There are many obvious reasons to involve your employees in the planning process. In prior posts we have shown how employee involvement:
It probably wouldn’t come as a surprise that employees are also clearer on expectations and more likely to have a performance review that they perceive as fair. These are relatively straightforward outcomes of involving people in planning.
Based on our research, involving employees in planning has three less-obvious benefits for leaders. Statistically speaking, these benefits are just as important as the ones mentioned above to achieve more goals and engage more people. Here are the three less-obvious benefits.
1. People understand how the organization's goals are aligned with its overall mission and vision.
Involvement in the planning process helps people see how their work contributes to a bigger cause. But there is a nuance whereby they also have a better understanding of how all goals are connected to the mission and vision, rather than just those of an individual or their team.
This connection is easy to establish when we set Complete Goals™. A complete goal defines the commitments of support we need to establish between teams for organizational objectives to be achieved, not just the objectives themselves. When we plan in this manner, people are able to create conditions for collaboration. Not only do people see the importance of their team’s work – they are also able to see the importance of other teams’ work as well. In our experience this encourages groups to ask for, give, and receive assistance from other teams. They are also more likely to say that people are held accountable for commitments.
2. People are more likely to see an organizational vision that inspires them.
When people connect their work (and the work of their colleagues) to a bigger purpose or mission, it is more likely that this higher calling will inspire them. A planning process that involves employees in setting Complete Goals™ provides people with context they would not otherwise have. We help teams draw a straight line from activity on the lowest levels of the organization directly to the mission and vision of the organization.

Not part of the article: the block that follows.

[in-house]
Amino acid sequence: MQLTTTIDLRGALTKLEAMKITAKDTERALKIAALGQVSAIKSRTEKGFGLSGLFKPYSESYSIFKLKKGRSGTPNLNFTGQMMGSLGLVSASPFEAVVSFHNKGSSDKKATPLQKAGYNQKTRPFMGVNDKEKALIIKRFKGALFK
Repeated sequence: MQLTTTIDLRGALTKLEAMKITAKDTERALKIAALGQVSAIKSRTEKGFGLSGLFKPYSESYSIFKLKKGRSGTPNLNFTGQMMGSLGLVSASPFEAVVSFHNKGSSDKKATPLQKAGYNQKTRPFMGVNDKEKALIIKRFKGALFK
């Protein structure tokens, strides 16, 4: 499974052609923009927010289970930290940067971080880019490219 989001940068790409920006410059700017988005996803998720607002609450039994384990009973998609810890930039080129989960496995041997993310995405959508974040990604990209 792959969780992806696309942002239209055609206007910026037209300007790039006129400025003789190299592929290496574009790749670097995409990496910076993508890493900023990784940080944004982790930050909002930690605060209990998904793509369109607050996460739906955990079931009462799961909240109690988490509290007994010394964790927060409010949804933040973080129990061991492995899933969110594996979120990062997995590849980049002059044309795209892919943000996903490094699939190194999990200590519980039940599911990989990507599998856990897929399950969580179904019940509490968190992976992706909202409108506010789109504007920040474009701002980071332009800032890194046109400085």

Surprisingly, when people are inspired by a vision they are also much more likely to say that leaders in the organization care about their personal and professional development. In fact, all 31 questions in our High-Performance Index are more than 50% correlated with an employee seeing a vision that inspires them.
3. Employees are more likely to say their manager truly lives the organization's values and principles.
Often our organizational values and leadership principles say we care about our people or help them to be more autonomous. Few things make a stronger statement about how much you value your people than involving them in planning. When they are involved in helping set the organizational direction and define the work that they will do, involving people in planning is a great way to ‘walk the talk’ of your organizational values and leadership principles.